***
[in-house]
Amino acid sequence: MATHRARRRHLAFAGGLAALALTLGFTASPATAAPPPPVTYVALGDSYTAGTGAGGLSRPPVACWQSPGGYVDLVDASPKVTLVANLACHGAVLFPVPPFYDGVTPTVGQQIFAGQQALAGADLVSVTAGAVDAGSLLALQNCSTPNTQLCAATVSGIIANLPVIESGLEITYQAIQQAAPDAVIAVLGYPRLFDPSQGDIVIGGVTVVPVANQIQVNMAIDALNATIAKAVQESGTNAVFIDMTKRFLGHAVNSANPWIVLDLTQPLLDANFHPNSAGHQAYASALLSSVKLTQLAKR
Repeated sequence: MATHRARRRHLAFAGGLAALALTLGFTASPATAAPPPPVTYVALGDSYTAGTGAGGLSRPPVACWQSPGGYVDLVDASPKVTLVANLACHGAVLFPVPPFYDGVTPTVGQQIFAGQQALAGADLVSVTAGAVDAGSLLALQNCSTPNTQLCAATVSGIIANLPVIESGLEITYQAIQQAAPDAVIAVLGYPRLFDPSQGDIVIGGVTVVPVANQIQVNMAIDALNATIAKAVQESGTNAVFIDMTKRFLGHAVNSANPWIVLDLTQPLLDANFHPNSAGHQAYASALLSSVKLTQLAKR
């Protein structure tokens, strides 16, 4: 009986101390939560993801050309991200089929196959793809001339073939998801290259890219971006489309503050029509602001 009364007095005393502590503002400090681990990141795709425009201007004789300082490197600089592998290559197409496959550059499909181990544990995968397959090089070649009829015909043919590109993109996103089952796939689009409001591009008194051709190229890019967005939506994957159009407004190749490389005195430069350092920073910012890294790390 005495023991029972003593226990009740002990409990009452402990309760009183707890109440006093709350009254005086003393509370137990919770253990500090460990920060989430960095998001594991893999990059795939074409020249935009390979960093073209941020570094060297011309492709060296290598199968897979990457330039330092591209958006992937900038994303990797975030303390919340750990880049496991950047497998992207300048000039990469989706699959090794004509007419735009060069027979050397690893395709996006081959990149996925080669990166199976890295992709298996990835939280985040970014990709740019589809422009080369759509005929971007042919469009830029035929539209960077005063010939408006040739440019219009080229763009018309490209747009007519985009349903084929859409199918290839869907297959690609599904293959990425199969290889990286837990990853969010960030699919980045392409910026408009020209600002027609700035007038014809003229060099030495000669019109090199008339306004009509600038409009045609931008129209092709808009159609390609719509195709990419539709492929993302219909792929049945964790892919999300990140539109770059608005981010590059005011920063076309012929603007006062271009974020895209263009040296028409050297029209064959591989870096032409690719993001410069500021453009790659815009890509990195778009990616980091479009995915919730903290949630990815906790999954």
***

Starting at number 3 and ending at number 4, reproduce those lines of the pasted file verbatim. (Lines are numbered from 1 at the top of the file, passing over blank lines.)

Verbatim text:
Repeated sequence: MATHRARRRHLAFAGGLAALALTLGFTASPATAAPPPPVTYVALGDSYTAGTGAGGLSRPPVACWQSPGGYVDLVDASPKVTLVANLACHGAVLFPVPPFYDGVTPTVGQQIFAGQQALAGADLVSVTAGAVDAGSLLALQNCSTPNTQLCAATVSGIIANLPVIESGLEITYQAIQQAAPDAVIAVLGYPRLFDPSQGDIVIGGVTVVPVANQIQVNMAIDALNATIAKAVQESGTNAVFIDMTKRFLGHAVNSANPWIVLDLTQPLLDANFHPNSAGHQAYASALLSSVKLTQLAKR
């Protein structure tokens, strides 16, 4: 009986101390939560993801050309991200089929196959793809001339073939998801290259890219971006489309503050029509602001 009364007095005393502590503002400090681990990141795709425009201007004789300082490197600089592998290559197409496959550059499909181990544990995968397959090089070649009829015909043919590109993109996103089952796939689009409001591009008194051709190229890019967005939506994957159009407004190749490389005195430069350092920073910012890294790390 005495023991029972003593226990009740002990409990009452402990309760009183707890109440006093709350009254005086003393509370137990919770253990500090460990920060989430960095998001594991893999990059795939074409020249935009390979960093073209941020570094060297011309492709060296290598199968897979990457330039330092591209958006992937900038994303990797975030303390919340750990880049496991950047497998992207300048000039990469989706699959090794004509007419735009060069027979050397690893395709996006081959990149996925080669990166199976890295992709298996990835939280985040970014990709740019589809422009080369759509005929971007042919469009830029035929539209960077005063010939408006040739440019219009080229763009018309490209747009007519985009349903084929859409199918290839869907297959690609599904293959990425199969290889990286837990990853969010960030699919980045392409910026408009020209600002027609700035007038014809003229060099030495000669019109090199008339306004009509600038409009045609931008129209092709808009159609390609719509195709990419539709492929993302219909792929049945964790892919999300990140539109770059608005981010590059005011920063076309012929603007006062271009974020895209263009040296028409050297029209064959591989870096032409690719993001410069500021453009790659815009890509990195778009990616980091479009995915919730903290949630990815906790999954």